21. Then the question is whether there is anything in the process of decision making by the State Government that makes the decision itself vitiated. What is contended is that the Chahar Committee had recommended that the distribution be made among the various applicants and that OMC was not eligible for getting a lease of any extent. It was when that recommendation was put up that the concerned Minister made a noting indicating a sudden turn around, recommending consideration of the question whether the lands or the area available with the State, should also be divided among the private operators and whether it would not be in the interests of a just and equitable distribution of the ore and the protection of the environment, to have the area in a bloc for being exploited by OMC. It is true that the earlier stand of the Government was that leases could be granted to private players including industries established in the State for captive mining. But, when the recommendation of the Chahar Committee was put up before him for his final view, it was open to the Minister concerned to go through the report and record his views thereon. In fact, Chahar Committee report itself had indicated some of these aspects, though it had overridden them and made recommendations for grant of leases to the various applicants in the light of the directions of this Court and the High Court. If a Minister, on going through the report, feels that the aspects highlighted in the report themselves would justify the retaining of the resources with the State so as to ensure a just distribution of the mineral among the needy and for protection of the environment, in the absence of any other material, it could not be said that the recommendation of the Minister was not bona fide or that it was tainted in any manner by mala fides. It is interesting to note that Mr. Chahar himself as Secretary of the Ministry concerned thereafter highlighted the aspects pointed out by the Minister and recommended in his capacity as Secretary of the concerned Ministry that it would be appropriate to retain the area for being exploited by the Government controlled corporation. The file shows that this noting of the Minister in the light of the recommendation of the Secretary to the Ministry was considered by the Cabinet and the Cabinet approved the noting of the Minister or the course recommended therein to exploit the mineral through OMC and not to divide the balance area left with the Government among various private entrepreneurs. The decision was reiterated by the Cabinet and a request was made by the State Government to the Central Government for approval of this proposal.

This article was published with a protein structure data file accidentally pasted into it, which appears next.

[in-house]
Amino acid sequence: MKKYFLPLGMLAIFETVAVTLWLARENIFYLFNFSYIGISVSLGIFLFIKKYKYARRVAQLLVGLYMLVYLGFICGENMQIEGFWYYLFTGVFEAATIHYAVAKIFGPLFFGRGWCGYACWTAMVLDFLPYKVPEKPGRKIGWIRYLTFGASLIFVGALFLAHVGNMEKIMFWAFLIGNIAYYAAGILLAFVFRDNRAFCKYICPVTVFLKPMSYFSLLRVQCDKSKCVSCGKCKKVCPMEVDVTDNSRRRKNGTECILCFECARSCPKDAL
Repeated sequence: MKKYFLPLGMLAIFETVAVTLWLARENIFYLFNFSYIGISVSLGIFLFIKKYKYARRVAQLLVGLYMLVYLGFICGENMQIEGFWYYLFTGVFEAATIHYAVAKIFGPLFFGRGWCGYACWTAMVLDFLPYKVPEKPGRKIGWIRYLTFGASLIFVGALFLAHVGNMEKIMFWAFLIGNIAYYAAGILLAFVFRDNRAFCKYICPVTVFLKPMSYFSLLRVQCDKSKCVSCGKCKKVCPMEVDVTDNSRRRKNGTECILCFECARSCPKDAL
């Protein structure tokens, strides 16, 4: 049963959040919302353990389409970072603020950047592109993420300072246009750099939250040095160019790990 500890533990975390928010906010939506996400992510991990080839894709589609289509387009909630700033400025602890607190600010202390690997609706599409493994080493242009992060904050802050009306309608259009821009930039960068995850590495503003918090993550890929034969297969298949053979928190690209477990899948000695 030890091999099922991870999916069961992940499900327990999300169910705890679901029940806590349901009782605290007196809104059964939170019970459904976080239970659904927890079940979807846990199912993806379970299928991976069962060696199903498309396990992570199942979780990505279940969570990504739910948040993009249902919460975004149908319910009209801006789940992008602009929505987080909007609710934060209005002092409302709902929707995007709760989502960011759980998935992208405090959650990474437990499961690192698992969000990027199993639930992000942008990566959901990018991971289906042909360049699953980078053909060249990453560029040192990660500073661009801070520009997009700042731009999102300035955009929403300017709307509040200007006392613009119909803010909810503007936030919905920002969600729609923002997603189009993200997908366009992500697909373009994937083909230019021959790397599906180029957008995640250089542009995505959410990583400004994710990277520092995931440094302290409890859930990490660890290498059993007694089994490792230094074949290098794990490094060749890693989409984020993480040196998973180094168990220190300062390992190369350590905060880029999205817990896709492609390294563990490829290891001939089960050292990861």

There is nothing to show that the noting of the Minister was tainted in any manner or that the subsequent cabinet decision was vitiated for any reason that could be gone into by the Court. In a sense, counsel for OMC and the State of Orissa are right in submitting that it was really a policy decision and the role of this Court in respect of such a policy decision and its scrutiny was limited and within the scope of that limited scrutiny, there was no justification in interfering with the decision of the Government. Of course, as we have indicated earlier, it is for the Central Government to give its approval or not to give its approval to the proposal of the State Government. The Central Government is yet to take a decision. Since, we have not reached that stage, we are also not called upon to pronounce on it at this stage.

22. It is urged that it was a volte-face by the Minister concerned and what changed in three days between the stand till then adopted and the note made has not been explained.

What is put forward is that the Chahar Committee report itself justified such a change in perspective and if the taking of such a decision of this nature is not precluded by the prior proceedings, the recommendation of the Minister was a rational one and the Cabinet was justified in approving it. We have already held that the orders earlier made by this Court did not preclude such a decision being taken. There is nothing to show that the noting was not made bona fide or that any extraneous consideration influenced it. When the occasion arose, the Minister made the noting. It put forward a relevant point of view. There is no merit in the contention that it was a hurried turn around on the part of the Minister.